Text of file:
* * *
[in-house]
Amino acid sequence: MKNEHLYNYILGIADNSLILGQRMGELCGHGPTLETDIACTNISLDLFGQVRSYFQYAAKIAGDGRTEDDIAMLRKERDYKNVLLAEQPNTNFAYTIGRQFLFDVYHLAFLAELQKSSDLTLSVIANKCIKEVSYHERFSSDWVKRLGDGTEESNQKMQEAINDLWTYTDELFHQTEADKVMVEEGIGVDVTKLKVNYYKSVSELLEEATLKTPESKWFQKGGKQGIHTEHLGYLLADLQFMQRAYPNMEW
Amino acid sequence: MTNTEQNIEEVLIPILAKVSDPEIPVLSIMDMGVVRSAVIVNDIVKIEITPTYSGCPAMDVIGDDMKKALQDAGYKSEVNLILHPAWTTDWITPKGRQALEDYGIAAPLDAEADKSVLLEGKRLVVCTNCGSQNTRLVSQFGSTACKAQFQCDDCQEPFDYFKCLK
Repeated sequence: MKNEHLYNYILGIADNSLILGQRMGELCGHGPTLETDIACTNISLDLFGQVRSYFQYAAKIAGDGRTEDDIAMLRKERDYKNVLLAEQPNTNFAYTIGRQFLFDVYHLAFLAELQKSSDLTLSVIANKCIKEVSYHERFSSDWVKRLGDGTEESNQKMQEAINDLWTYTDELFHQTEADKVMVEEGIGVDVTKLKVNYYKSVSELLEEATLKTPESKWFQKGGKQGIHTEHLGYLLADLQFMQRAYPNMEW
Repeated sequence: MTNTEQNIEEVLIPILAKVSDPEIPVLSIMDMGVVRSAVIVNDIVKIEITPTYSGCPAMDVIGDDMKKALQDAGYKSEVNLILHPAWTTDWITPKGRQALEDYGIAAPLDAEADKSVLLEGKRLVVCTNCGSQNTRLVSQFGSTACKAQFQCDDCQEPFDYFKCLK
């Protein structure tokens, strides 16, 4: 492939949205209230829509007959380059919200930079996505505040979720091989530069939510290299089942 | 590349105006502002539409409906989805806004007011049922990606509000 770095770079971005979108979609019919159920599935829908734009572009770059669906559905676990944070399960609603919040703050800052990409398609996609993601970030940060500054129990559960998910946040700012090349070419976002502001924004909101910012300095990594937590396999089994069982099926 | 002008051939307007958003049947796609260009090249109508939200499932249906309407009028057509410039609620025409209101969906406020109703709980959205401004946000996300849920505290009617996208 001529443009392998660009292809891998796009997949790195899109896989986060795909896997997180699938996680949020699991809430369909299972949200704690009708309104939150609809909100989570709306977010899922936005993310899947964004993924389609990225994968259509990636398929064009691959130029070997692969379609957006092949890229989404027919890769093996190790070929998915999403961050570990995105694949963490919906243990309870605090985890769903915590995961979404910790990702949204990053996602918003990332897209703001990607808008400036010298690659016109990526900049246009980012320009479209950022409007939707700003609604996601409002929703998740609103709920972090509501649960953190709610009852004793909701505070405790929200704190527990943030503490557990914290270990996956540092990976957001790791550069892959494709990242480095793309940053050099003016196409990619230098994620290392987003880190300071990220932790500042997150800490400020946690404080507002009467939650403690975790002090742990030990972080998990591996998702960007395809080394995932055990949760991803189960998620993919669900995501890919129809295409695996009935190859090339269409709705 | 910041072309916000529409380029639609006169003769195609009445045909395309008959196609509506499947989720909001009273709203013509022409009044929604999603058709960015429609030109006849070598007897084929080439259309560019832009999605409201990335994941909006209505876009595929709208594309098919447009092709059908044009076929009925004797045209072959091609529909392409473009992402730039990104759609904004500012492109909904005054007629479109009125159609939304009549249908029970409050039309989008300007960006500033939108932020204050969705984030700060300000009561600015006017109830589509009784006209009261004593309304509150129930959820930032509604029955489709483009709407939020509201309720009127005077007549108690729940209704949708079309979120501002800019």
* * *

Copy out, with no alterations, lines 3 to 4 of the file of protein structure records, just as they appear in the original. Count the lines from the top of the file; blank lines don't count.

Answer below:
Amino acid sequence: MTNTEQNIEEVLIPILAKVSDPEIPVLSIMDMGVVRSAVIVNDIVKIEITPTYSGCPAMDVIGDDMKKALQDAGYKSEVNLILHPAWTTDWITPKGRQALEDYGIAAPLDAEADKSVLLEGKRLVVCTNCGSQNTRLVSQFGSTACKAQFQCDDCQEPFDYFKCLK
Repeated sequence: MKNEHLYNYILGIADNSLILGQRMGELCGHGPTLETDIACTNISLDLFGQVRSYFQYAAKIAGDGRTEDDIAMLRKERDYKNVLLAEQPNTNFAYTIGRQFLFDVYHLAFLAELQKSSDLTLSVIANKCIKEVSYHERFSSDWVKRLGDGTEESNQKMQEAINDLWTYTDELFHQTEADKVMVEEGIGVDVTKLKVNYYKSVSELLEEATLKTPESKWFQKGGKQGIHTEHLGYLLADLQFMQRAYPNMEW